The region produces 30% of Russia’s exported sawn material and 25% of paper and cellulose exports. Forestry, wood processing and pulp & paper are very important sectors of the economy—contributing over 40% to the regional production volume. Woodcutting in 2002 totaled 8 million cub meters (80 million cub feet), but 23 million cub meters can potentially be cut. According to regional administration, there are over 200 wood cutting enterprises in the region and some 30 wood processing companies. According to expert estimates, regional enterprises produce 1.5-2 million cub meters of sawn timber, plywood, glued blanks, fireproof plywood slabs and other wood products, approximately half of volume being exported. There are also furniture manufactures. One of the most successful is Aquatechnika, whose furniture exports to the U.S. exceeded $4 million last year. An impediment to increased production is poor road infrastructure, especially bad access to forests. Modernization and productivity enhancement on existing sawmills are the priorities for development of logging and wood processing sectors. Active processing and trading companies include Arkhangelsk Plywood Plant, Dvinosplav JSC, Primorsky Sawmill, Onega Sawmills, Solombala Sawing and Woodworking Combine, Timber Mill N3 and Timbex.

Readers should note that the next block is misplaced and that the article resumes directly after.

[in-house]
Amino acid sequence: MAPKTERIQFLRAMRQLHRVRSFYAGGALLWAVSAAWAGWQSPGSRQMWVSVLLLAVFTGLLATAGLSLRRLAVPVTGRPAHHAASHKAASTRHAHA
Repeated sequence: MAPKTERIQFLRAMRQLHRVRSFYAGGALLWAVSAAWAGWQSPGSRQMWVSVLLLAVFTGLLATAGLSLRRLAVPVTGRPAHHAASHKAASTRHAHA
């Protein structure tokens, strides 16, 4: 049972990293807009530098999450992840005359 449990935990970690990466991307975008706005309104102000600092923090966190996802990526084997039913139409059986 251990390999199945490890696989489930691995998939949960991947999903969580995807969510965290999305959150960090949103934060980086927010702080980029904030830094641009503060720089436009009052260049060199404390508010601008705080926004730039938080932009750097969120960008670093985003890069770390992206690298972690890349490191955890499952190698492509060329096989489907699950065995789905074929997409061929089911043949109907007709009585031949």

14. The three pulp & paper manufacturing facilities in the region are Kotlas (part of St. Petersburg-based Ilim Pulp Enterprise), Arkhangelsk (part of Titan holding), and Solombala mills. In 2002, their output totaled 728,000 tons of pulp, 320,000 tons of paper and 674,000 tons of cardboard. The mills have their own logging capabilities and cut a significant share of needed timber themselves. For example, Kotlas pulp & paper mill has 16 logging companies, which recently started to use two Timberjack logging machines (total investment of $2 million). Products include sulfate pulp, cardboard, coniferous sulfite bleached cellulose, offset printing and bag paper, Kraft liner, foliage sulfate bleached cellulose etc. Arkhangelsk pulp & paper mill is part of Titan Holding with nearly 25,000 employees. Titan produces 35% of Russia’s cardboard. Its logging companies cut two million cub meters of timber every year (25% of logging in the region). For that purpose Titan bought 13 Caterpillar complexes and intends to purchase or lease an additional 10. Titan is currently in the engineering stage of a project to build a pulp literature processing plant in the city of Podolsk for $120 million.